[25] chifi – You’re reading way too much into my inadvertent choice of link. I don’t know anything about that site. I was just amused by the picture so I Googled c’mon baby gimme one more chance and that site came up on top of the search. I just happened to read the caption and thought it was noteworthy. I did, however, do DD on the quote to see if it was accurate before posting it.

    Ex: I am very focused on the fact that Shore posted the pic, because I consider him a credible source for a critique, but the website you reference states that O should be impeached

  28. Comrade Nom Deplume says:

    [24] cobbler,

    As the punchline goes, “assume you have a can opener”.

    Nice in theory but economists always assume a rational electorate and politicians. Experience dictates otherwise.

  29. Comrade Nom Deplume says:

    Freaking Cassano. Is point shaving or something?

  30. The Original NJ ExPat says:

    While researching the 2006 BO quote, I did happen on this video which I found very entertaining:

  31. The Original NJ ExPat says:

    [24] cobbler – It’s also overlooked that Keynes wasn’t, as far as I know, talking about fiat. A government prudently borrowing, spending real money is a far cry from “Print and Spend”.

  32. The Original NJ ExPat says:

    [29] For the benefit of other dumb-as-a-post types like myself who didn’t know the can opener reference:

    ” A physicist, a chemist and an economist are stranded on an island, with nothing to eat. A can of soup washes ashore. The physicist says, “Let’s smash the can open with a rock.” The chemist says, “Let’s build a fire and heat the can first.” The economist says, “Let’s assume that we have a can-opener…” ”

    The reference comes from the stereotype that many economic models require unrealistic or absurd assumptions in order to obtain results. The phrase is often used by economists to describe research that has particularly unusual or unrealistic assumptions (by the standards of modern economic research).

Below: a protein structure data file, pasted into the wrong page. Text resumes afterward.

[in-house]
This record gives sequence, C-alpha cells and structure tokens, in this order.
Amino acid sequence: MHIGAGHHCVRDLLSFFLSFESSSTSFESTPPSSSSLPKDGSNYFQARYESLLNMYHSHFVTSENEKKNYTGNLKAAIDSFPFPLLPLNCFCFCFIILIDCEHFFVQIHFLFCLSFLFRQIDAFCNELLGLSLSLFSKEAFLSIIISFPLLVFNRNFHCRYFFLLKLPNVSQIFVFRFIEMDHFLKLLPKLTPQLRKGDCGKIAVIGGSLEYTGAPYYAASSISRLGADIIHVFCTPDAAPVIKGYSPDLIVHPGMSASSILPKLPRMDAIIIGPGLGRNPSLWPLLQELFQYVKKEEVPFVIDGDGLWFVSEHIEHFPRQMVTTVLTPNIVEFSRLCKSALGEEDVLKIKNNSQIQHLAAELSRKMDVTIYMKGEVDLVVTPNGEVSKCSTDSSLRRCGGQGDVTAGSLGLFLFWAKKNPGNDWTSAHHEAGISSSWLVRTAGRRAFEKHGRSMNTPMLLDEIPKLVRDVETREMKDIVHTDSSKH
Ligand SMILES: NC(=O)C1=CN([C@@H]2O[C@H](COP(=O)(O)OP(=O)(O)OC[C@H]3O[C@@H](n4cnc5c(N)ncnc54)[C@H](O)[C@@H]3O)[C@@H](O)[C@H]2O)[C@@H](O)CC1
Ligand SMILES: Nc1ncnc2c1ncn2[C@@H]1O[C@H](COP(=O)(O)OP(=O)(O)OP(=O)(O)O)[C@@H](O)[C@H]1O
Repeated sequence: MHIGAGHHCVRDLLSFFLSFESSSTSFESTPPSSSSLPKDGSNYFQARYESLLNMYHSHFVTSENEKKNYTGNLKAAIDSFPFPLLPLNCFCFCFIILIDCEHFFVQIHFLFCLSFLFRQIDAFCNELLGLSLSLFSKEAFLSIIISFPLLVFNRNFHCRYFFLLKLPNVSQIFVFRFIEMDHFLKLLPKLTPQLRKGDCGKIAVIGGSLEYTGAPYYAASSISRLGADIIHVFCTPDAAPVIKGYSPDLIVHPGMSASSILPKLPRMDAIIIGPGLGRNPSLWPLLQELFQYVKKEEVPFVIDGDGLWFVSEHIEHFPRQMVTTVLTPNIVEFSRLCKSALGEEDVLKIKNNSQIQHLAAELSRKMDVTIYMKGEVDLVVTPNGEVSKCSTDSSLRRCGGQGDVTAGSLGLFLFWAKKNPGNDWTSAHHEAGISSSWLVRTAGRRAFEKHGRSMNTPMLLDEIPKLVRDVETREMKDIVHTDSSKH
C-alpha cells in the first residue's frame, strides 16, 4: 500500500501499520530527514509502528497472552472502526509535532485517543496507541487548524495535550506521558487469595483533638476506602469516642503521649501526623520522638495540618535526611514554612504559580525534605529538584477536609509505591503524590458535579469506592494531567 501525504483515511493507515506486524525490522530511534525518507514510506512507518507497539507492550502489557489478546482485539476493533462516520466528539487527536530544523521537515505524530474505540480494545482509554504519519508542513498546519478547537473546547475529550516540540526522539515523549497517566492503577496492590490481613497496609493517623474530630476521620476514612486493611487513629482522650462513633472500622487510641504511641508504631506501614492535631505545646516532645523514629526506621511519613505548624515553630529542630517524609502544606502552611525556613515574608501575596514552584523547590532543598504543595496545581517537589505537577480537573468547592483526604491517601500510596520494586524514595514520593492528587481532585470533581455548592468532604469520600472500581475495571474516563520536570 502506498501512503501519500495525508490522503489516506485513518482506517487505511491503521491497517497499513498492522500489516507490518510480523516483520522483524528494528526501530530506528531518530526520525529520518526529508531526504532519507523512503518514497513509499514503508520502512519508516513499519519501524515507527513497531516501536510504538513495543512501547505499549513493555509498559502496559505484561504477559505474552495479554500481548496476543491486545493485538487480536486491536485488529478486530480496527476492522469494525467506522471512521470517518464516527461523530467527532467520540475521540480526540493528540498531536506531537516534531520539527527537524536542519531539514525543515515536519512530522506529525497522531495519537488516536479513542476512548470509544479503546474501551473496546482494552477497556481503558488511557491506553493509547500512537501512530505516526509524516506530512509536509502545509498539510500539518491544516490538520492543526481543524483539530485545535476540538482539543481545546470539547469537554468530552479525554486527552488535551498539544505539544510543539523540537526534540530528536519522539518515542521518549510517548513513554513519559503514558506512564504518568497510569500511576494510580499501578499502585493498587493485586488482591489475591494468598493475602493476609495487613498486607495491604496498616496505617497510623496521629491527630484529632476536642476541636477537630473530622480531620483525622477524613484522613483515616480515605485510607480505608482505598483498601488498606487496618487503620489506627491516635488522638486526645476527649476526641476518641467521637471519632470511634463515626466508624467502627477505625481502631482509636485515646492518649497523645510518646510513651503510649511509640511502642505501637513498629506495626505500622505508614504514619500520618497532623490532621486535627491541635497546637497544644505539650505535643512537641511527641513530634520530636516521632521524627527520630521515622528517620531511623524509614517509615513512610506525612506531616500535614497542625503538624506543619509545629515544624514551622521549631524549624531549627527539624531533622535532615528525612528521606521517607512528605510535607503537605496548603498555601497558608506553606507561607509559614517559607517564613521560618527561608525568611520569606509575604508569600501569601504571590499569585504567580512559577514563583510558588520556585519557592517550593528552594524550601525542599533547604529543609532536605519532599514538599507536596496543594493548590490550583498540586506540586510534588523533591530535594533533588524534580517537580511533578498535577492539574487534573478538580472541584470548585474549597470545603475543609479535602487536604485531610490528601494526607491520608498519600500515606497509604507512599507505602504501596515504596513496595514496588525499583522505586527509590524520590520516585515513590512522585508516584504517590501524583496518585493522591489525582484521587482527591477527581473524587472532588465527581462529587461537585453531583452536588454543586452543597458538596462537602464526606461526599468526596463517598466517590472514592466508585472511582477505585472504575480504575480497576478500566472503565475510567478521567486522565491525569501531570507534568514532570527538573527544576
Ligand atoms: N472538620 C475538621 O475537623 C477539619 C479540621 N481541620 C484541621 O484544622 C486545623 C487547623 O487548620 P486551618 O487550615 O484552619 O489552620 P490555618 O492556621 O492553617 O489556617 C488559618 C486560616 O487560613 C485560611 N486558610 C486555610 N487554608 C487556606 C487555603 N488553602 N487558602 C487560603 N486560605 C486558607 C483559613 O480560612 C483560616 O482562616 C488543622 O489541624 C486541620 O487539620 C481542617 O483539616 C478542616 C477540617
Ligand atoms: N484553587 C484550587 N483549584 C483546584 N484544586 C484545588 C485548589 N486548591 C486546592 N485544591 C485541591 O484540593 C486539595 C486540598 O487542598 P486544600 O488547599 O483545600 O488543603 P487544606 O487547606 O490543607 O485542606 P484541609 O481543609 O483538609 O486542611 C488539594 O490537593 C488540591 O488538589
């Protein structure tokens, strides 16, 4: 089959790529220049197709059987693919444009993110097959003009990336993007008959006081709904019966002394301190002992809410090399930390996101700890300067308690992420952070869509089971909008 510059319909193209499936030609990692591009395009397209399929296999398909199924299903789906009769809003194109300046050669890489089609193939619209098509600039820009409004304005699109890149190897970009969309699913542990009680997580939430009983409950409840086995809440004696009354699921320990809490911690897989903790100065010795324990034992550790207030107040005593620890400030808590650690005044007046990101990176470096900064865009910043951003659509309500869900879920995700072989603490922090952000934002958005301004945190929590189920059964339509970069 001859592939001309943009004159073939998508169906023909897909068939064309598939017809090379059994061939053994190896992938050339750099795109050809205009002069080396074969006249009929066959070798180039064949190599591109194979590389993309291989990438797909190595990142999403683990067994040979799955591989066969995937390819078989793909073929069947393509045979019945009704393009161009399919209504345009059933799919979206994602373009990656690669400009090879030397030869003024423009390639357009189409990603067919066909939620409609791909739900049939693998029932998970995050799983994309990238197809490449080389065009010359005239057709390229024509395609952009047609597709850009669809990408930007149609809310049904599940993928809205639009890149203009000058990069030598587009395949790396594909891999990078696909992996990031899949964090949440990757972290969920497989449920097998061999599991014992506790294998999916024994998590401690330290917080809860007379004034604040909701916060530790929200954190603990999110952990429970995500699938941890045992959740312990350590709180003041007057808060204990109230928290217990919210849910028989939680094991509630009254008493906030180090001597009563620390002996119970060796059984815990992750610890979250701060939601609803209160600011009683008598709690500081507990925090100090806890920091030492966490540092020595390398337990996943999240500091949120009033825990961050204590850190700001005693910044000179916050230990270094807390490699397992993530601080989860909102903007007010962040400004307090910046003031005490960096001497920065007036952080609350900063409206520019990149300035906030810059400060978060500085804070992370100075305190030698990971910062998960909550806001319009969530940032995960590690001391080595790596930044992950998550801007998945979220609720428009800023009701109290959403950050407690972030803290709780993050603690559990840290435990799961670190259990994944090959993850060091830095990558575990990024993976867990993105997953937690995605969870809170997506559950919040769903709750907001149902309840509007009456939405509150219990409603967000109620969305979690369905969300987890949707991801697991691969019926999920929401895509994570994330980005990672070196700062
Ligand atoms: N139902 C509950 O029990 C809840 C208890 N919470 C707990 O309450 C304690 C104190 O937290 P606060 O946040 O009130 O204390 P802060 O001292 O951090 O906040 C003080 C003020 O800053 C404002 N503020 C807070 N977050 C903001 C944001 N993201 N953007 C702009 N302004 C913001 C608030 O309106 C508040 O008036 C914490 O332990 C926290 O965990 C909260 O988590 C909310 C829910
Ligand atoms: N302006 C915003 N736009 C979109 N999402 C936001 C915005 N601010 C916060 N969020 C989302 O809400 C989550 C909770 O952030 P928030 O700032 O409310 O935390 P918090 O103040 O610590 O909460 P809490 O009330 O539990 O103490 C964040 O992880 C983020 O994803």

33. Shore Guy says:

    The bot may be onto something, maybe we need klonopin to cure our Restless FED Syndrome.

  34. Shadow of John says:

    Then there is this famous last line ”So the bear says, “You didn’t really come here to hunt, did you?” “

  35. Comrade Nom Deplume says:

    [34] expat,

    Sorry, thought that joke had been used here before. It’s pretty esoteric—I heard it as an undergrad from an economy major. I got it but didnt appreciate it at the time.

  36. Comrade Nom Deplume says:

    Economics, freaking android

  37. Comrade Nom Deplume says:

    [37] shadow,

    Then the turkey says, “well, at $18 a beer, I’m not surprised.”

  38. The Original NJ ExPat says:

    [38] Nom – No worries. Every day I that I learn something new is material evidence supporting the case that I still might belong on the green side of the grass. Death panels coming, and all.

  39. The Original NJ ExPat says:

    Two polar bears are sitting in a bathtub. The first one says, “Pass the soap.” The second one says, “No soap, radio!”

  40. cobbler says:

    nom [29]
    Lowering taxes after 9/11 had been insane budget-wise, and the voters didn’t demand this reduction. It was pure ideology.

  41. The Original NJ ExPat says:

    My wife just told me something that shocked me. In Glen Rock, they didn’t educate special needs kids, they all got bussed out of town. We were talking about school busses and she said her town didn’t have any. I couldn’t believe that, nobody took a school bus? “Yes, except for Charlie across the street. But that didn’t count. They weren’t Glen Rock School busses.” As I quizzed her further, she volunteered, “They didn’t go to our schools, but we played with them over the summer.” Now, that’s blue-ribbony, right?

  42. chicagofinance says:

    Shore / Ex: O has totally whiffed, so he needs to get kicked out, but I disappoint myself that I am not more well versed in political current events so I can build credible fact-based argument to others as to why O is crud versus just sensing it by the commentary of sources I trust….

  43. njescapee says:

    I hope O wins. Go.d forbid we get a repeat of the republican led federal government we had during the shrub’s reign.

  44. relo says:

    Whatever. Opposite sides of the same coin. Anti-incumbent in every election is the best we can do when no real candidates emerge.

  45. The Original NJ ExPat says:

    Just throw out all incumbents until some favorable critical mass forms.

  46. relo says:

    Soliciting opinions on Outer Banks vacation. Seems like you get a lot more bank for your buck than good ole LBI, etc. provided you don’t pick a hurricane week :).

  47. Shore Guy says:

    We are big fans of Duck and Corolla.

  48. Shore Guy says:

    One of the best things about the OBX is that one does not get nickled and dimed at every turn.

  49. Fast Eddie says:

    F*ck the Yankees.

  50. The Original NJ ExPat says:

    [51] I saw some groupies after a Yankee game at Fenway trying to do exactly that.